Cookies Policy
X

This site uses cookies. By continuing to browse the site you are agreeing to our use of cookies.

I accept this policy

Find out more here

ARE DUNG FLIES IDEAL-FREE DISTRIBUTED AT THEIR OVIPOSITION AND MATING SITE?

No metrics data to plot.
The attempt to load metrics for this article has failed.
The attempt to plot a graph for these metrics has failed.
The full text of this article is not currently available.

Brill’s MyBook program is exclusively available on BrillOnline Books and Journals. Students and scholars affiliated with an institution that has purchased a Brill E-Book on the BrillOnline platform automatically have access to the MyBook option for the title(s) acquired by the Library. Brill MyBook is a print-on-demand paperback copy which is sold at a favorably uniform low price.

Access this article

+ Tax (if applicable)
Add to Favorites
You must be logged in to use this functionality

image of Behaviour

We experimentally tested the ideal-free distribution (IFD) using oviposition sites and mates as resources. We asked whether (1) female dung flies are distributed in an ideal-free manner among various fresh dung pats (the mating site and their resource for oviposition), and whether (2) the males are distributed likewise and consequently (3) ideal-free distributed with regard to the number of females. The last prediction links the IFD to the operational sex ratio (OSR), the number of competing males per receptive female. The flies were simultaneously offered six fresh dung pats in their natural environment, arrayed in a small and a large equalsided triangle. In one experiment all dung pats were the same size, and in another the three dung pats in each triangle had different surface areas. The large and mobile yellow dung fly, Scathophaga stercoraria, was overall evenly distributed with regard to oviposition sites and mates, whereas the distribution of the smaller and less mobile Sepsis cynipsea deviated randomly from the IFD. More flies were attracted to larger pats, but not in proportion to the pat's surface area (undermatching). Based on the speed at which an IFD was approached, individuals did not appear to sample different pats. The differences between the two species in agreement with the IFD predictions are probably quantitative rather than qualitative, relating to differences in mobility and local distribution.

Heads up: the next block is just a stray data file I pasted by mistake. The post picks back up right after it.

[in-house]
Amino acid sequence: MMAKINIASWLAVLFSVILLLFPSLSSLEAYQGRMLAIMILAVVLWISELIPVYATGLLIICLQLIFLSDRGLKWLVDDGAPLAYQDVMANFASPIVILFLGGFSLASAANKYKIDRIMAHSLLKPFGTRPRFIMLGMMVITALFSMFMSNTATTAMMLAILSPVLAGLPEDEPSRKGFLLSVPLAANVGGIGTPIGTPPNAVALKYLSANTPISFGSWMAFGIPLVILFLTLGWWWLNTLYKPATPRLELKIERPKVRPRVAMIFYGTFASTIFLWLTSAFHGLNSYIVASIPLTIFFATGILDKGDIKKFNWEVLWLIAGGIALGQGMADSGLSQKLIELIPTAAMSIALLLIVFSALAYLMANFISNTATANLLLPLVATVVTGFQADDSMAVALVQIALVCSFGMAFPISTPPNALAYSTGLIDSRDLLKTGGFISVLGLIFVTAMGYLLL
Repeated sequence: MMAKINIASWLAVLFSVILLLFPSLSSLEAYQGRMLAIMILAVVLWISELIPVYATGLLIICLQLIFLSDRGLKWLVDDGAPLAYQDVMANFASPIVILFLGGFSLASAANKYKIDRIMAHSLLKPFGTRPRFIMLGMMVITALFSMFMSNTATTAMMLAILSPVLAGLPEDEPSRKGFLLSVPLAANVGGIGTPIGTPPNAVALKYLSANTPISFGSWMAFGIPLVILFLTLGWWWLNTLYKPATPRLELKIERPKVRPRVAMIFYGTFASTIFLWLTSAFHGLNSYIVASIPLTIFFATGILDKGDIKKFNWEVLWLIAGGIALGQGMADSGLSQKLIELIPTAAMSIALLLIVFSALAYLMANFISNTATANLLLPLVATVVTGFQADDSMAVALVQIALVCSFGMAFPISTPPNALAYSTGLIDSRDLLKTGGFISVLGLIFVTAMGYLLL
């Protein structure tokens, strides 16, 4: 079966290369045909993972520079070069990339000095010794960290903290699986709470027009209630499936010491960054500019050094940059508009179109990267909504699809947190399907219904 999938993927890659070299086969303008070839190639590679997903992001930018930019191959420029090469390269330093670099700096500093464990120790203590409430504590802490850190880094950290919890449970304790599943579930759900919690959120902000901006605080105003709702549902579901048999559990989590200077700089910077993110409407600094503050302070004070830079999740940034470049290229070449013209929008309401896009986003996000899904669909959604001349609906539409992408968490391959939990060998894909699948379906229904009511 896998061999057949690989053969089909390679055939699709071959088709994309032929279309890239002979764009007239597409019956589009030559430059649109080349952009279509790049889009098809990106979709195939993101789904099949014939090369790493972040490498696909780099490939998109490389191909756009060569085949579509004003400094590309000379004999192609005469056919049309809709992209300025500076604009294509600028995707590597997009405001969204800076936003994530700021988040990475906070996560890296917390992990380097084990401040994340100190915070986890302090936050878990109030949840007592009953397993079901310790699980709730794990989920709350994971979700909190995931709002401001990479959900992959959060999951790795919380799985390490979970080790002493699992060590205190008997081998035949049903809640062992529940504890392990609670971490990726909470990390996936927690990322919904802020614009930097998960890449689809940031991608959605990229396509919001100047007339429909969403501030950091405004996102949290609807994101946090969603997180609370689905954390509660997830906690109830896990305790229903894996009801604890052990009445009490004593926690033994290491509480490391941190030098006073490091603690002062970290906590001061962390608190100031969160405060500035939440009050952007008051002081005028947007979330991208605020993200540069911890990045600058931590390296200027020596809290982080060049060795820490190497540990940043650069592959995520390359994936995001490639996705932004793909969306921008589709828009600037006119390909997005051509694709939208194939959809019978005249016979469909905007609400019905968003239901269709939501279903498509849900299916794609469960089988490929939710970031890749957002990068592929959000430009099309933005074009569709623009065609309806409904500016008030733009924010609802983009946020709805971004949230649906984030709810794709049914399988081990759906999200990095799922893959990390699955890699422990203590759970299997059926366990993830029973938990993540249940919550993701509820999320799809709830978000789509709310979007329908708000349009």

10.1163/156853900502051
/content/journals/10.1163/156853900502051
dcterms_title,pub_keyword,dcterms_description,pub_author
6
3
Loading
Loading

Full text loading...

/content/journals/10.1163/156853900502051
Loading

Data & Media loading...

http://brill.metastore.ingenta.com/content/journals/10.1163/156853900502051
Loading

Article metrics loading...

/content/journals/10.1163/156853900502051
2000-02-01
2016-12-07

Sign-in

Can't access your account?
  • Tools

  • Add to Favorites
  • Printable version
  • Email this page
  • Subscribe to ToC alert
  • Get permissions
  • Recommend to your library

    You must fill out fields marked with: *

    Librarian details
    Your details
    Why are you recommending this title?
    Select reason:
     
    Behaviour — Recommend this title to your library
  • Export citations
  • Key

  • Full access
  • Open Access
  • Partial/No accessInformation